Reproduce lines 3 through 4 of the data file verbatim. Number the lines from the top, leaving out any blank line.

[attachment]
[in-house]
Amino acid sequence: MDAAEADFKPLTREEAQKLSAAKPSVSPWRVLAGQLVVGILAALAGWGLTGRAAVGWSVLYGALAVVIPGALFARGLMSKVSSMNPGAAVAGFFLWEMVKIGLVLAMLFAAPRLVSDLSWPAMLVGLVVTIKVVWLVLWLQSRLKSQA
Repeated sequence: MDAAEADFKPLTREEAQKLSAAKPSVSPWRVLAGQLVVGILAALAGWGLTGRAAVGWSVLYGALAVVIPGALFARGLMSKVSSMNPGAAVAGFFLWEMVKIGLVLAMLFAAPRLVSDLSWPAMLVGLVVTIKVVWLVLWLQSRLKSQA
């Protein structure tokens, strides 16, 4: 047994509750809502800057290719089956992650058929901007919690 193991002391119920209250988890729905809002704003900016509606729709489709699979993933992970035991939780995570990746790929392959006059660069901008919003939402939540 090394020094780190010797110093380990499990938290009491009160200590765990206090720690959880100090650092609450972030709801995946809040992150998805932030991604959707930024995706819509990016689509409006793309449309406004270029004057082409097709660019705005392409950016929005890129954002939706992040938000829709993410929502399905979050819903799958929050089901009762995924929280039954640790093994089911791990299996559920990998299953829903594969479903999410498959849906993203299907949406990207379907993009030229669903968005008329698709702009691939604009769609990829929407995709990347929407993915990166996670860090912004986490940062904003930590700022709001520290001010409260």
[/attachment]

Repeated sequence: MDAAEADFKPLTREEAQKLSAAKPSVSPWRVLAGQLVVGILAALAGWGLTGRAAVGWSVLYGALAVVIPGALFARGLMSKVSSMNPGAAVAGFFLWEMVKIGLVLAMLFAAPRLVSDLSWPAMLVGLVVTIKVVWLVLWLQSRLKSQA
């Protein structure tokens, strides 16, 4: 047994509750809502800057290719089956992650058929901007919690 193991002391119920209250988890729905809002704003900016509606729709489709699979993933992970035991939780995570990746790929392959006059660069901008919003939402939540 090394020094780190010797110093380990499990938290009491009160200590765990206090720690959880100090650092609450972030709801995946809040992150998805932030991604959707930024995706819509990016689509409006793309449309406004270029004057082409097709660019705005392409950016929005890129954002939706992040938000829709993410929502399905979050819903799958929050089901009762995924929280039954640790093994089911791990299996559920990998299953829903594969479903999410498959849906993203299907949406990207379907993009030229669903968005008329698709702009691939604009769609990829929407995709990347929407993915990166996670860090912004986490940062904003930590700022709001520290001010409260």